The luxury California real estate investment firm Woodbridge Group of Companies LLC has filed for Chapter 11 bankruptcy as part of a process “intended to restructure its approximately $750 million in debt.”
The bankruptcy filing means that thousands of individual investors are at risk of losing hundreds of millions of dollars. The investors may also be entitled to immediate relief by filing a claim in the bankruptcy proceedings, but time is limited.
Woodbridge CEO Robert Shapiro resigned, but he will take on a consulting role with monthly fee of $175,000, which will be paid to WFS Holding Co., an entity he controls, according to court documents.
Woodbridge raised over $1 billion from investors. The bankruptcy comes as the Securities and Exchange Commission investigates whether the company “operated a fraud on its investors.”
The SEC wrote in an October 31 filing:
Woodbridge has represented to investors that bona-fide third parties are borrowing money and repaying interest at a high rate, of which the investors in Woodbridge funds get a portion thereof. … However, evidence obtained in our investigation reveals that many, if not all, of these LLCs may be Woodbridge affiliates with Shapiro as their manager.”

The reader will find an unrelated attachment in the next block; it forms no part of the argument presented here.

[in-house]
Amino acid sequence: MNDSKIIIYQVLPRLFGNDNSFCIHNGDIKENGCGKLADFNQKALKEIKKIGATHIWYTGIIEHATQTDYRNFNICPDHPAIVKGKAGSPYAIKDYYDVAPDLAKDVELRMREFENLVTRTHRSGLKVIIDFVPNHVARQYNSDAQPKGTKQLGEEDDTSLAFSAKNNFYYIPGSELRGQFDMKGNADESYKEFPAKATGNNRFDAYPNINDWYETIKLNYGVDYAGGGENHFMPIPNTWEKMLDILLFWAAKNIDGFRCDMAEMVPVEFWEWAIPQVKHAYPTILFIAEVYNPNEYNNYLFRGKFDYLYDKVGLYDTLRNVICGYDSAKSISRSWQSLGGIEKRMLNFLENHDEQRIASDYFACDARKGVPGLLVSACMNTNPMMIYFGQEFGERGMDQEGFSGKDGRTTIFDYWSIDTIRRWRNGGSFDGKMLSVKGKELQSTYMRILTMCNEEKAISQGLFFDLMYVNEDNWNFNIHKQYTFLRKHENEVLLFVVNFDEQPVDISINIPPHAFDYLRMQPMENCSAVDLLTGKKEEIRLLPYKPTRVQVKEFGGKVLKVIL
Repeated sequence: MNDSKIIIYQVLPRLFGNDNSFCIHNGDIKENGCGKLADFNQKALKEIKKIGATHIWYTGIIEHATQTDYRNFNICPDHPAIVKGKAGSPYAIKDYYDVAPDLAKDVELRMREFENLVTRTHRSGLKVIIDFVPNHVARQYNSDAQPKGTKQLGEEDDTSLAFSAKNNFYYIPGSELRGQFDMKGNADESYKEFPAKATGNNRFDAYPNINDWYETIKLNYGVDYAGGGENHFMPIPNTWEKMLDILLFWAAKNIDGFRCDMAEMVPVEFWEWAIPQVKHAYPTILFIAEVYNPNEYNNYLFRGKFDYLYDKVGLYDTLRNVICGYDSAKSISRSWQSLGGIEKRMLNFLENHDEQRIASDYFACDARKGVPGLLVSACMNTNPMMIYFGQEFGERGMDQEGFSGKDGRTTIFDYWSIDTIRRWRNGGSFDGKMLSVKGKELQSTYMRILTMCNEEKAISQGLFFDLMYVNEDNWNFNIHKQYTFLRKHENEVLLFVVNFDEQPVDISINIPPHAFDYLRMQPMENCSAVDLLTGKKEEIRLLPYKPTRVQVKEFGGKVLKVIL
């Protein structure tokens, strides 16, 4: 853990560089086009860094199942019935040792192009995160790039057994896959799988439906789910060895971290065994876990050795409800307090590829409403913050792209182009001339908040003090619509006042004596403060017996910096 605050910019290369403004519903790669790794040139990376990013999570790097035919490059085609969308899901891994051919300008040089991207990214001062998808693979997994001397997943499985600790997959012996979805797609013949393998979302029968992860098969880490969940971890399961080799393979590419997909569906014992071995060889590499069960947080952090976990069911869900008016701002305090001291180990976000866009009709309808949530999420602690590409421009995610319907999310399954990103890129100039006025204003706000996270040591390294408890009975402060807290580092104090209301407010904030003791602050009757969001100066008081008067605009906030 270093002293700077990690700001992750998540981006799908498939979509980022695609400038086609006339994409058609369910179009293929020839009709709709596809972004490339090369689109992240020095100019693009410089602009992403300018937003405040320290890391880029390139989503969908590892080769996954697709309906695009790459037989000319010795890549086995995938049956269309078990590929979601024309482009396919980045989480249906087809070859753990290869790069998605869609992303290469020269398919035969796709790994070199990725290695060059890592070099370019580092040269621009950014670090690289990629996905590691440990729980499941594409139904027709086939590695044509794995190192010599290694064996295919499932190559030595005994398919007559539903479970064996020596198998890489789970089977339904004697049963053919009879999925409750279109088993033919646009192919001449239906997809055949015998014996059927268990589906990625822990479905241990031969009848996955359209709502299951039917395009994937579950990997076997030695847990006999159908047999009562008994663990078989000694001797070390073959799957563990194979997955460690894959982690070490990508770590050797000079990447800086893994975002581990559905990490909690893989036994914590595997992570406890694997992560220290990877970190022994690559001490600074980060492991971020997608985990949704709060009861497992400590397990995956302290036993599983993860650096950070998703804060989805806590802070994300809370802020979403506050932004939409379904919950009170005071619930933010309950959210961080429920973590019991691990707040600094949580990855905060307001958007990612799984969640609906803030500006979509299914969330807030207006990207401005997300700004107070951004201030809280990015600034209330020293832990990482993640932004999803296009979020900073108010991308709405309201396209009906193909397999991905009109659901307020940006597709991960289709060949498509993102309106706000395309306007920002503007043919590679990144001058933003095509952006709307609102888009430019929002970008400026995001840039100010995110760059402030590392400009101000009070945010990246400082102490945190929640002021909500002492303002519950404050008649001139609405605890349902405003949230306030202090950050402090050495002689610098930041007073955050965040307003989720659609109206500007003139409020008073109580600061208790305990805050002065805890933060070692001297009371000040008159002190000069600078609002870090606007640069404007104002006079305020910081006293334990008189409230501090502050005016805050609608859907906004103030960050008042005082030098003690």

The Chapter 11 filing in U.S. Bankruptcy Court in Delaware cited “unforeseen costs associated with ongoing litigation and regulatory compliance.”
In August 2017, the SEC subpoenaed a total of 235 LLCs that are believed to be owned or controlled by Robert Shapiro, but did not receive a sufficient response. The Commission has been investigating Woodbridge since 2016.
The bankruptcy was filed in the U.S. Bankruptcy Court, District of Delaware (Wilmington) — In RE: Woodbridge Group of Companies LLC — Case No. 17-12560.